Wars often cause chaos for those unfortunate enough to live on the real estate where the conflict is taking place. Those of us living in the United States have been spoiled. There hasn't been a conflict on our soil since the end of the American Civil War in 1865.
Did the Civil War throw the country into turmoil? You bet! Not only were battles being fought, people dying and an incredible number of personal possessions being destroyed, but like in so many other countries the currency system of the nation also began to break down.
It is quite normal during a conflict (invasion or civil war) for people to want to hoard foodstuffs and goods. They also typically hoard all forms of what they perceive to be "hard money," that is, coins made of metal. You may think this is strictly precious metal-content coins, but even base metal coins such as those made of copper or bronze also typically disappear from circulation. Paper money is another story. Since people traditionally don't really put much faith in paper currency during times of trouble, this form of currency does not normally vanish. What can be worse, since paper money is seldom properly backed with precious metals, real estate or durable goods during such crisis situations the paper money often quickly becomes inflationary and begins to lose its purchasing power.
The United States went through this same dilemma during the American Civil War. Remember, at that time most paper money was issued by private banks rather than by a centralized federal government. People typically used gold, silver and copper coins in circulation. These ranged from the $20 double eagle in gold to the copper composition half cent, a coin recently pulled from circulation but undoubtedly still found on occasion.
As coins disappeared from circulation, commerce ground to a halt. Emergency money was necessary if the economy was to function. It soon became obvious the private sector rather than the government would have to take action. The first attempt at substitutes for the now vanished coins was U.S. postage stamps. These, as a paper item, did not last long in circulation. Merchants then began to encase the postage stamps either in clear envelopes or in small capsules made of mica through which the stamps could be seen. This worked to some moderate degree.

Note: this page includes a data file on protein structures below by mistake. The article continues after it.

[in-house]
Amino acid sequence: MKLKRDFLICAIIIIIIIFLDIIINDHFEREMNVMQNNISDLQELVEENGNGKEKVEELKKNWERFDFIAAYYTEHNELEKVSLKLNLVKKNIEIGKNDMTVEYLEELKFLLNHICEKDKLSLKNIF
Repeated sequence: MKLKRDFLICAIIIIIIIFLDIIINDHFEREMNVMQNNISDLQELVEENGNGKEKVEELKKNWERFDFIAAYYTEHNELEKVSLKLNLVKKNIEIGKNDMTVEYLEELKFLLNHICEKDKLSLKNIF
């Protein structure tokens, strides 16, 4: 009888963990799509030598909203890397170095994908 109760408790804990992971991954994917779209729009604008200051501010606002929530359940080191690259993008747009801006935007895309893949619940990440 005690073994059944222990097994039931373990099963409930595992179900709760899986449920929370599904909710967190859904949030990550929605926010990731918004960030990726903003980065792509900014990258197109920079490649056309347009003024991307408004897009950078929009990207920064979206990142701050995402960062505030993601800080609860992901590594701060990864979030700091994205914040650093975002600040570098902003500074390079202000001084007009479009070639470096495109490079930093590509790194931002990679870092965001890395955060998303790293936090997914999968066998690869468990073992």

Fractional paper currency in odd cent denominations was the next emergency issue to appear. The federal government issued these between 1862 and 1863. The problem with all of these emergency issues was that they were made of paper. People still wanted the feel of metal in their hands. Metal, in the minds of the general population, was a commodity converted into money. In their minds metal money couldn't lose its value. The federal government was not prepared to offer this, but local merchants were.
Although the large cent was replaced with the small cent only a few years earlier in 1857, merchant tokens began to appear of the proper diameter, weight and metal composition to the new small cent beginning as early as 1861, perhaps even as early as 1860.
Some of these merchant tokens advertised the name of the merchant whom issued them. Others depicted patriotic subjects and used such slogans as "Army & Navy," "Win the War" or "Live and Let Live." The first group are today considered to be merchant tokens while the second group are called Patriotic Civil War tokens. The public liked and used both.
As the war wore on, so did the popularity of the merchant and patriotic tokens in commerce. The only potential problem was that some merchants drew very bad press by refusing to redeem them. No matter, since they were made of metal rather than paper the public still continued to use them where federal coins were not available.
The federal government finally stepped in during 1864, outlawed the private production of any form of substitute money and eventually got its act together enough to get real coins back into circulation in sufficient numbers.
Today many collectors delight in obtaining these merchant and patriotic tokens, many of which go for extremely modest prices. Some are typically found by accident, often puzzling the collector who encounters them since they are not listed in U.S. coin catalogs.
The only complexity of these two collecting fields is that since private individuals were making them there were no rules regarding what could or couldn't be made. Hundreds of obverse and reverse dies were made. Often different obverse and reverse dies would be matched to make some interesting mixes, known as muling. As a result the collector of today may find a token depicting Liberty (as an example) on the obverse, later to learn there are dozens of reverses that can be matched to this single obverse die. The tokens may also exist in odd metal compositions, although many of these were struck from the genuine dies at later dates strictly for collectors. Civil War merchant and patriotic tokens are an almost neverending field to collect, a field in which new mules are still being found even at this late date!
Want to try something new? Relieve the economic uncertainties of our Civil War period through these fascinating tokens.
Richard Giedroyc is a numismatic writer, researcher, auction cataloger and coin dealer. He has been in the hobby and business most of his life, now having more than three decades experience in this fascinating hobby field. During this time Giedroyc has been the owner of Paris Bergman Galleries, owner of Classical Coin Newsletter, international editor of Coin World and owner of Giedroyc-Anderson Interesting World Coins. He is currently a numismatic consultant. He has written more than 2,000 byline numismatic stories and contributed to several coin catalogs. Richard Giedroyc can be contacted at P.O. Box 4154, Sidney, OH 45365-4154.